Chapter 4 explores what is perhaps the most marked feature of archaic and classical Greek epitaphs, the ἄωρος θάνατος (mors immatura) of men and women who died in their prime. This is one of the most rewarding chapters of the book. I found particularly convincing (p. 57) the argument that the absence of the expression ὤλεσαν/ὠλέσατε ἥβην from Attic epitaphs for young women prior to the fourth century BC is due to the close association of ἥβη with ἀνδρεία, which resulted in the anchoring of the former to male youths who are thus singled out for both their youth and virility. The same applies to González's discussion of the function of the mirror (pp. 58–65), which is depicted in various Attic stelae belonging to deceased women. She argues persuasively that the mirror has a two-fold value, since it indicates gender but also age and status. In particular, González makes the attractive suggestion that the way the mirror is depicted is directly relevant to the age and status of the deceased woman: if she is looking into the mirror, then she is an unmarried maiden, whereas if the woman presents the mirror straight on, then she is a married woman (as it is obvious by the presence of various family groups, sometimes involving children and husband).

In chapter 5 González studies the immortal remembrance of friends by analyzing the sepulchral epigram for Biote by her friend Euthylla and the metrical epitaph for Mnesitheus in Boeotia. In the case of Biote and Euthylla, González's analysis rightly stresses that it is pointless and perhaps unimportant to use the modern categories of heterosexuality and homosexuality as interpretive keys for disclosing the complex semantic range of the constitutive elements of ancient φιλία: (φιλότης 'affection' and πίστις 'loyalty or trust'). In the case of the Mnesitheus epitaph, the Problematik trns on the function of the rare term φιλημοσύνη. González supports Andreiomenou's interpretation that this term designates mutual affection, against Dettori who had argued (on the basis of CEG 32, a father expressing his affection for his two dead sons) that φιλημοσύνη is an individual feeling. The discussion is interesting, though sometimes marred by inaccuracies (e.g. p. 88 n. 50, 'Ι do not agree with the idea that in the funerary epigraphy it [i.e. ἀντί] must always mean "in place of" rather than "in return of (sic)"'': The point is not that ἀντί never means 'in return for' in sepulchral epigrams, but only that it always — with one exception — means 'in place of' in fourth-century Attic funerary epitaphs.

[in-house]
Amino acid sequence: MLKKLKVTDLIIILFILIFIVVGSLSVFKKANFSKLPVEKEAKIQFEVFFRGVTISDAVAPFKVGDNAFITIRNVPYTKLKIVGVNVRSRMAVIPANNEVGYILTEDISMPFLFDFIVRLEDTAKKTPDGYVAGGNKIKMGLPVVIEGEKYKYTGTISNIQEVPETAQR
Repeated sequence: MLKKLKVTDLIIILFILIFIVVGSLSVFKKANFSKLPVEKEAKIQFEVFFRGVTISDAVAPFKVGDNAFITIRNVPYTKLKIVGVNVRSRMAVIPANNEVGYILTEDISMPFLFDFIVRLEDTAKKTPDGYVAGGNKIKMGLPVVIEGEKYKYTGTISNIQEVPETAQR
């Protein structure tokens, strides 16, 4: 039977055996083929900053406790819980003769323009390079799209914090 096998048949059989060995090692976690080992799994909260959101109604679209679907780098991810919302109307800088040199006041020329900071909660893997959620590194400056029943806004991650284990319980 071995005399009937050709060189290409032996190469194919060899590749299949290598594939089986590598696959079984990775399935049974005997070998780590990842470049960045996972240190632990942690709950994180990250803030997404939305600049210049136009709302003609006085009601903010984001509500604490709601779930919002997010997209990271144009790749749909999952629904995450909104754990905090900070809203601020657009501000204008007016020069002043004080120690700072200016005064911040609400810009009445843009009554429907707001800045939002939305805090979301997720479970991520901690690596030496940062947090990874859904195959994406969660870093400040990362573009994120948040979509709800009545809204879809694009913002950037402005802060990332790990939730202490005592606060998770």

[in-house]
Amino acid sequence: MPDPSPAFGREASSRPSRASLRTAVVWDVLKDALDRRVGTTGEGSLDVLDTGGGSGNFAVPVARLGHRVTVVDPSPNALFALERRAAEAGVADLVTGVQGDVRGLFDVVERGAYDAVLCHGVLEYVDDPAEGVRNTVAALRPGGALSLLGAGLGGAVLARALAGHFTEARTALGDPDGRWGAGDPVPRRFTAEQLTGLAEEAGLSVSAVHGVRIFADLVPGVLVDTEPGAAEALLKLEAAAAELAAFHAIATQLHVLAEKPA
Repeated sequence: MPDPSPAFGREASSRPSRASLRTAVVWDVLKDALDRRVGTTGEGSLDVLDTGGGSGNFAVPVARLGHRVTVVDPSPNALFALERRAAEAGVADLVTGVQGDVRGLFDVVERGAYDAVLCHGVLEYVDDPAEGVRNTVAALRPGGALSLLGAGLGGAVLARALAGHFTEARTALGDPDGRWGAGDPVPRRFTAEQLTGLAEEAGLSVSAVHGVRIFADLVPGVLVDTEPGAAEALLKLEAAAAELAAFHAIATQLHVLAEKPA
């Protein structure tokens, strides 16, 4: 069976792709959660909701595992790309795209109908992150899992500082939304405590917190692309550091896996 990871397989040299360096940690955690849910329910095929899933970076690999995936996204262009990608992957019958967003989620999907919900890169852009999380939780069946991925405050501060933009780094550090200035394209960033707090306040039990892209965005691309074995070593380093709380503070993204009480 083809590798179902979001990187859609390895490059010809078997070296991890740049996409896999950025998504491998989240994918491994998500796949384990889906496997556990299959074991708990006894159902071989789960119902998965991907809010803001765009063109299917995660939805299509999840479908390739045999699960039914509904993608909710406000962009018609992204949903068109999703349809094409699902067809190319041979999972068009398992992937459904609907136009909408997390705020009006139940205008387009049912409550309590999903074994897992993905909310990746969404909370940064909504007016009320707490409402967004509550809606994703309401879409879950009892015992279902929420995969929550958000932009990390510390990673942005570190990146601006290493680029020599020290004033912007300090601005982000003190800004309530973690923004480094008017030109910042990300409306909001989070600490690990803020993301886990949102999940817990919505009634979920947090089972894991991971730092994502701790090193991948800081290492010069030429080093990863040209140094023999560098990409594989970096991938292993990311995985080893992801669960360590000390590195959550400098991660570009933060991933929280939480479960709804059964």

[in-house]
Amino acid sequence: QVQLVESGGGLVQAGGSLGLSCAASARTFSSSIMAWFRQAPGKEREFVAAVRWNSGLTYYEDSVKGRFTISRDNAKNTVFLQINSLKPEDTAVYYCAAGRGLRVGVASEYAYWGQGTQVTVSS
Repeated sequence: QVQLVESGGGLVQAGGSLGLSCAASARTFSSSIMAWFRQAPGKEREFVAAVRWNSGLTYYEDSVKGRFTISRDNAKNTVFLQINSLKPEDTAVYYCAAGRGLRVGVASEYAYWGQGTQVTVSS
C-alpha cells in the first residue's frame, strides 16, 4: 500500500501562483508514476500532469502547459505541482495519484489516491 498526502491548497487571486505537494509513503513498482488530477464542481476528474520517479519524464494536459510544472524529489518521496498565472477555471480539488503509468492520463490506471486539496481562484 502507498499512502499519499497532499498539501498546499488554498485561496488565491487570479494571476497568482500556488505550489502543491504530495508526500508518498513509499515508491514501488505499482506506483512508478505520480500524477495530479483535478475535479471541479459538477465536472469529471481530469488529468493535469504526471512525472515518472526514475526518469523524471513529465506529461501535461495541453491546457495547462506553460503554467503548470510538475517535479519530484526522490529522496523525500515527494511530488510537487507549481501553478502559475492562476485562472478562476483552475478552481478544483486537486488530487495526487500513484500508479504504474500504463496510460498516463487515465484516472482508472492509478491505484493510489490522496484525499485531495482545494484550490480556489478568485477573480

Chapter 6 is devoted to the way married women are presented in funerary epigrams. Again, one can find some exemplary new observations (e.g. the influence of φίλη δὲ σὺν φιλέοντι for the bee-wife and her husband in Sim. fr. 7.86 on φιλοῦντα ἀντιφιλοῦσα for Μελίτη and Ὀνήσιμος in CEG 530), but most of those presented here have been made before by other scholars. The last section ('Tribute to their masters') is innovative, dealing with a rather neglected topic. I would certainly have liked to see more space devoted to it, where some important questions could have been asked: e.g. what does it mean for the wife of a deceased man to commission a funerary epitaph (CEG 509), in which it is said that 'his [the deceased's] tribute is increased with the remembrance of his father Olympikhos'? The dialogue with or resonance of Pindaric poetry could have been exploited. Notice that both renderings of the phrase μνήμαισιν πατρὸς…αὔξετ᾽ ἔπαινος (see p. 108 and compare n. 66), which means either that 'the dead father's remembrance is reflected on the son's praise' or that 'the remembrance of the son's praise is reflected on his [dead?] father', are associated with a belief expressed in Pindaric epinician poetry that 'the son's praise will be reflected on his dead father', since the father of the laudandus will share or partake of his son's praise when he hears the news of his son's victory in the Underworld; e.g. Ol. 14.21–24). Let us not forget that Potamon's father was Olympichos, a disciple of Pindar, and Potamon of Thebes may have won a Panhellenic victory (in the Pythia?). Along the same lines, González could have referred to Pi. Pyth. 12.6, in which the language (αὐτόν τέ νιν Ἑλλάδα νικάσαντα τέχναν) used for another auletes (Midas) is similar to that employed in this funerary epigram for Potamon (Ἑλλὰς μὲν πρωτεῖα τέχνης αὐλῶν ἀπένειμεν). After all, the aetiological myth referred to by Pindar concerns Athena's invention of the aulos for imitating the Gorgons' lament for Medusa's beheading by Perseus.